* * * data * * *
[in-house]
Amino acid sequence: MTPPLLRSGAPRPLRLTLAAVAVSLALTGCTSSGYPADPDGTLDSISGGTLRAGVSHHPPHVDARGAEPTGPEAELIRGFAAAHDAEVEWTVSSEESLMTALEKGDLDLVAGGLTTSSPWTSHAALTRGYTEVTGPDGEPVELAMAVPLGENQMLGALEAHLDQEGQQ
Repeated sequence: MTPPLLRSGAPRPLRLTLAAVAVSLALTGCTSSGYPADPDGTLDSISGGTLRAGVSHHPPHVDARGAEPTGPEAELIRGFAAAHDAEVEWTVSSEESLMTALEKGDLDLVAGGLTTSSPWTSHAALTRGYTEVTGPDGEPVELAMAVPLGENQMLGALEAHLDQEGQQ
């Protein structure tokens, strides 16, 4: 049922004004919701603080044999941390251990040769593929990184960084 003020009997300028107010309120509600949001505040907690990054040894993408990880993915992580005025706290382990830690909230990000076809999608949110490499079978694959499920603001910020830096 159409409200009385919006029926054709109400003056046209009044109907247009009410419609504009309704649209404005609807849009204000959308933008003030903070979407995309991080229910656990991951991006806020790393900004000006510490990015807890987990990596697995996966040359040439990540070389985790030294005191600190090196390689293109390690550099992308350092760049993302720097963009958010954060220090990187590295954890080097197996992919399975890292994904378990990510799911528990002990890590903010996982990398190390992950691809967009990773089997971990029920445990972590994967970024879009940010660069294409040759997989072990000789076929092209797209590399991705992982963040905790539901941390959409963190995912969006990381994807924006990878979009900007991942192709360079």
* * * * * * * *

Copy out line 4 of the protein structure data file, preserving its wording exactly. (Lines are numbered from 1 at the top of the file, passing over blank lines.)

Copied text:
């Protein structure tokens, strides 16, 4: 049922004004919701603080044999941390251990040769593929990184960084 003020009997300028107010309120509600949001505040907690990054040894993408990880993915992580005025706290382990830690909230990000076809999608949110490499079978694959499920603001910020830096 159409409200009385919006029926054709109400003056046209009044109907247009009410419609504009309704649209404005609807849009204000959308933008003030903070979407995309991080229910656990991951991006806020790393900004000006510490990015807890987990990596697995996966040359040439990540070389985790030294005191600190090196390689293109390690550099992308350092760049993302720097963009958010954060220090990187590295954890080097197996992919399975890292994904378990990510799911528990002990890590903010996982990398190390992950691809967009990773089997971990029920445990972590994967970024879009940010660069294409040759997989072990000789076929092209797209590399991705992982963040905790539901941390959409963190995912969006990381994807924006990878979009900007991942192709360079």